Ion Exchange resins break down due to physical attrition or chemical attack here we will focus on the mechanisms by which cation resins break down.
Physically, resins shrink and swell during exhaustion and regeneration cycles. For strong acid cation resin commonly used in commercial / industrial softeners the volume change is in the 5-7% range. This “shrinking and swelling” often referred to as “osmotic shock”, varies with the resin type. For example, weak acid gellular resins can shrink / swell up to 100% while strong base anion resins may increase 20% in volume when converted from the exhausted to the regenerated form.
Repeated shrink or swell cycles for these plastic beads eventually leads to bead breakage. Some of those pieces will get removed in the subsequent backwash cycle but if not, those pieces will still perform as functional groups and are distributed throughout the spherical structure. The typical physical attrition rate for SAC resins is 1-3% per year and if those pieces aren’t removed, they will plug the holes between the beads (or void volume) and create pressure drop and / or concerns with flow. Higher pressure drop through the bed causes more beads to break and the cycle will continue until the fines & pieces are removed. Ideally no more than 8% by volume of broken beads should be present in a resin bed to avoid pressure drop and channeling performance issues.
The chemistry of chemical or oxidative attack is well known and the mechanism is the same regardless of the oxidant or its relative oxidative power. Chlorine, chloramine, ozone, peroxide, hypochlorite, chlorine dioxide, nitric and other acids will all cause degradation by attacking the weakest bond in the resin.
That weakest bond is where the functional group attaches to the backbone. Once the nuclear sulfonic acid functional group is cleaved off the S-DVB matrix, a water molecule rushes in to replace it. This increased internal moisture of the resin (also called water retention capacity or WRC) causes the beads to become weaker, kinetic performance is slowed leading to reduced operating capacity and increased leakage. Further, high WRC can make SAC resins more compressible which may in turn lead to channeling, poor distribution of regenerant and short runs. Since DVB is the chemical that gives the S-DVB copolymer strength we studied the effects oxidants have on WRC as it relates to DVB. In the initial lab testing, resins were immersed in a room temperature bath of 3% solution of hydrogen peroxide and stirred to ensure complete contact with the resin. Though it is known that oxidants will attack organic chemicals, the initial 4-hour test using no metals in solution showed very slow attack.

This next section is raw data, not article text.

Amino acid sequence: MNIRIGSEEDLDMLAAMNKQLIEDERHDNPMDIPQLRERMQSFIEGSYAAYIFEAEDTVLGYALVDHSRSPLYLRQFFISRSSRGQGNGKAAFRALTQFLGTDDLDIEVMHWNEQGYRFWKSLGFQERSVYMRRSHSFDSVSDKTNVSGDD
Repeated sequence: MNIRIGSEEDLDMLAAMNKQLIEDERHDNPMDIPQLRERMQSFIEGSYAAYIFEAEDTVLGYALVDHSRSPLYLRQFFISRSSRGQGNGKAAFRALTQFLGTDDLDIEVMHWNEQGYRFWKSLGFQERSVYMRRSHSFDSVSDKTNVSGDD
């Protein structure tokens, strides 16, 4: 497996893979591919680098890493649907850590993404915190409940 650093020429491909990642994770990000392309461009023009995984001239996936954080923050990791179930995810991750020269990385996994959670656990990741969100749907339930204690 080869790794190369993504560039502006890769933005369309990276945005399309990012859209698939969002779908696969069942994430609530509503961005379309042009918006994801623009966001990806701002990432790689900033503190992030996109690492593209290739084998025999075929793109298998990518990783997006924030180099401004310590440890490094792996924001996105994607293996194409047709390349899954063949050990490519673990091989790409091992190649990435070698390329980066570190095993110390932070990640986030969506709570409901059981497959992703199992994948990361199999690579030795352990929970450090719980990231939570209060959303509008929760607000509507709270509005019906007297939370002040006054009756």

The lab test was then revised where 6% H2O2 was used in conjunction with 1,000 ppm iron. Iron, and other transition metals (such as Cu, Zn, Mn, etc.) catalyze (or make easier) oxidative attack by speeding the decomposition reaction of hydrogen peroxide by iron (aka Fenton reagent) forming very reactive free oxygen radicals in that process. Those radicals then attack the first organic molecule encountered, namely ion exchange resins. Clearly, as DVB level in the resin increases the percent gain in WRC decreases. The 7% SAC resin faired the worse showing nearly a 20% gain in WRC while the highly cross-linked (~16% DVB) macroporous SAC exhibited a modest 5% increase in internal moisture.
In general, all ion exchange manufacturers recommend the influent water have less than 1.0 ppm oxidant entering the ion exchange column. If oxidant levels are kept to this level (or lower), then average resin life will be attainable (see Table IV). There
are exceptions to the rule as chemical reactions depend on temperature as well the presence of metals which act as a catalyst speeding up the rate of oxidation. With the presence of metals present in the feed water and exposure to oxidants it becomes very difficult to predict and or guarantee the useful service life of an ion exchange resin